Some Libyan government ministries are struggling to cover expenditures because of budget problems, a minister said on Sunday after protesters shut down another vital oilfield in the Opec producer.
In the latest sign of turmoil gripping Libya since Muammar Gaddafi’s ouster in 2011, heavy shooting near the General National Congress (GNC) building interrupted a national parliament session and forced legislators to evacuate.
Militias and armed protesters seized ports and oilfields over the last seven months to press demands on the central government. Oil and gas exports are the sole source of the government budget and to fund food imports.
Oil output fell to 230,000 barrels a day on Sunday after a new protest shut down the El Sharara field, down from 1.4 million bpd in July when nationwide protests started.
Western powers fear Libya will slide into greater instability if budget problems worsen. More than half of the budget goes to public salaries and subsidies.
“The financial situation of the government is difficult,” said Culture Minister Habib al-Amin, who acts as a government spokesman. “Some ministries have been unable to pay for expenditures due to a lack of budget and liquidity.”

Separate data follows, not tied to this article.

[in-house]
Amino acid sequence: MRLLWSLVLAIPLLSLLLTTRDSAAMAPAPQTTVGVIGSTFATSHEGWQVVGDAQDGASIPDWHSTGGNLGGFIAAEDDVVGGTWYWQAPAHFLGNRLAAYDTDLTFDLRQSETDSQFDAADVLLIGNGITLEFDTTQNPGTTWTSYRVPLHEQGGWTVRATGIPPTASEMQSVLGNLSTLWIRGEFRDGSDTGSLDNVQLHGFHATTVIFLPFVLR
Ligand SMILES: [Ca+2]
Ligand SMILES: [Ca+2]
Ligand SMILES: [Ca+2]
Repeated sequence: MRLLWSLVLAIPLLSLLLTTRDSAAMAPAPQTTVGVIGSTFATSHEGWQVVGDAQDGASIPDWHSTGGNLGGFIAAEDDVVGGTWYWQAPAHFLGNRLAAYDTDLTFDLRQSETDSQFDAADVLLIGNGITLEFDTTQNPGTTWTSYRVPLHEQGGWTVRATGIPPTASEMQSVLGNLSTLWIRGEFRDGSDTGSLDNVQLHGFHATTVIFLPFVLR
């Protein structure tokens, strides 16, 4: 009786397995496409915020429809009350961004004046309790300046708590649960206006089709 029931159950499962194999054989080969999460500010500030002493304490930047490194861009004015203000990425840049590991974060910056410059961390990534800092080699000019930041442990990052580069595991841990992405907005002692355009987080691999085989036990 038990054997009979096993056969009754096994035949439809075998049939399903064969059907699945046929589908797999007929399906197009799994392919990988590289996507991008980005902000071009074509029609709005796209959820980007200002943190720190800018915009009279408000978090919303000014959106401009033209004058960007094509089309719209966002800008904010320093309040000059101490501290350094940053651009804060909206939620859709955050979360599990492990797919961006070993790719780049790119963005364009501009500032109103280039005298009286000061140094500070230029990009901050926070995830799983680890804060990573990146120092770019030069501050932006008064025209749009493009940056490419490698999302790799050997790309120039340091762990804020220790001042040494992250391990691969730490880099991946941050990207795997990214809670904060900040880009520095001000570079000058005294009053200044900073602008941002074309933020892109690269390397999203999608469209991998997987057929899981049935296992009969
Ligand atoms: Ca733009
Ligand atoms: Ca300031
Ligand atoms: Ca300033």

Amin warned vital government services such as health care and electricity supplies were at risk unless the GNC assembly agreed on a budget for 2014.
The government has submitted a budget draft to the GNC but did not release details. Analysts say it will be difficult to overcome a funding gap as oil revenues might halve this year compared to the typical level of around $50 billion.
The oil production situation worsened over the weekend, when state-owned National Oil Corp (NOC) said it had been forced to close the 340,000 bpd El Sharara oilfield due to new protests.
With giving details, Habib said clashes in the area made it impossible to restart output at the field.
NOC put production at 230,000 bpd, down from 275,000 bpd a week ago. It gave no export figures but Libya needs to feed its 120,000 bpd Zawiya refinery and 20,000-bpd Tobruk refinery to meet domestic fuel demand.
The government has put pressure on tribal leaders in eastern Libya to persuade an armed group seeking greater autonomy to lift a blockade of three ports that previously handled 600,000 bpd. Talks have gone nowhere so far.
There has been no progress toward reopening Hariga port in the east.
Prime Minister Ali Zeidan has said the government will act against the oil unrest, but analysts say the army is too weak to tackle heavily armed protesters.
Violence erupted late Sunday when anti-aircraft guns were fired in the vicinity of the GNC’s building, prompting evacuations.
GNC spokesman Omar Hmeidan said lawmakers had been debating two militias who threatened last week to dissolve parliament, tapping into popular frustration that Libyans are tired of a lack of progress in the country’s transition toward democracy.
The United Nations helped defuse the situation, but the two militias brought fighters into the capital last week. Details about the shooting were not immediately available.